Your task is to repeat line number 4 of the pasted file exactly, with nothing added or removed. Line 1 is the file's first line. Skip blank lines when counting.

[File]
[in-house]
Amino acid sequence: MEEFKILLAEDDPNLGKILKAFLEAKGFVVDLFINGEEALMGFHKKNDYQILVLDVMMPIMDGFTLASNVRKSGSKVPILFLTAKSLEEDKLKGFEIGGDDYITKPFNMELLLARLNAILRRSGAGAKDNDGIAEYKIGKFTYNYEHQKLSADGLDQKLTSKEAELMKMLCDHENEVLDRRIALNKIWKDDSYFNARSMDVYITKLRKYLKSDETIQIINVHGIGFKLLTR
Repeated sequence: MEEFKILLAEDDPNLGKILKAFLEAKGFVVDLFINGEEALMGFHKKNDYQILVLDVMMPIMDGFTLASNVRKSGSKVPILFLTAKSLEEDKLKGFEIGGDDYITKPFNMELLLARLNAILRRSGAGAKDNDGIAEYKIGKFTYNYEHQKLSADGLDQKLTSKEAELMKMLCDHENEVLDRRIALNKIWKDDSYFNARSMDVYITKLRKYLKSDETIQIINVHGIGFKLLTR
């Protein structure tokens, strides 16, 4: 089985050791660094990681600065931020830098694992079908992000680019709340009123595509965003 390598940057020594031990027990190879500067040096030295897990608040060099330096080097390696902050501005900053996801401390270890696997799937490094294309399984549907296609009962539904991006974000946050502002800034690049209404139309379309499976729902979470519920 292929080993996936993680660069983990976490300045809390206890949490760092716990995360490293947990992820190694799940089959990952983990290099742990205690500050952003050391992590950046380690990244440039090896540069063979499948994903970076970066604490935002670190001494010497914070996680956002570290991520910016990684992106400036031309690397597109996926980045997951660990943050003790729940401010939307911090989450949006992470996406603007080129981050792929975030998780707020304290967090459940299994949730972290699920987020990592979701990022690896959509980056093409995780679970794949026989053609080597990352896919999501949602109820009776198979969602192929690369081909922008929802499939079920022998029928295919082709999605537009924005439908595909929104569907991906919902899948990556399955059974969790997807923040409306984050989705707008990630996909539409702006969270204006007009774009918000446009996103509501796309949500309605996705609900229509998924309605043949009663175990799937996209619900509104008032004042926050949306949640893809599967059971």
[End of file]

């Protein structure tokens, strides 16, 4: 089985050791660094990681600065931020830098694992079908992000680019709340009123595509965003 390598940057020594031990027990190879500067040096030295897990608040060099330096080097390696902050501005900053996801401390270890696997799937490094294309399984549907296609009962539904991006974000946050502002800034690049209404139309379309499976729902979470519920 292929080993996936993680660069983990976490300045809390206890949490760092716990995360490293947990992820190694799940089959990952983990290099742990205690500050952003050391992590950046380690990244440039090896540069063979499948994903970076970066604490935002670190001494010497914070996680956002570290991520910016990684992106400036031309690397597109996926980045997951660990943050003790729940401010939307911090989450949006992470996406603007080129981050792929975030998780707020304290967090459940299994949730972290699920987020990592979701990022690896959509980056093409995780679970794949026989053609080597990352896919999501949602109820009776198979969602192929690369081909922008929802499939079920022998029928295919082709999605537009924005439908595909929104569907991906919902899948990556399955059974969790997807923040409306984050989705707008990630996909539409702006969270204006007009774009918000446009996103509501796309949500309605996705609900229509998924309605043949009663175990799937996209619900509104008032004042926050949306949640893809599967059971």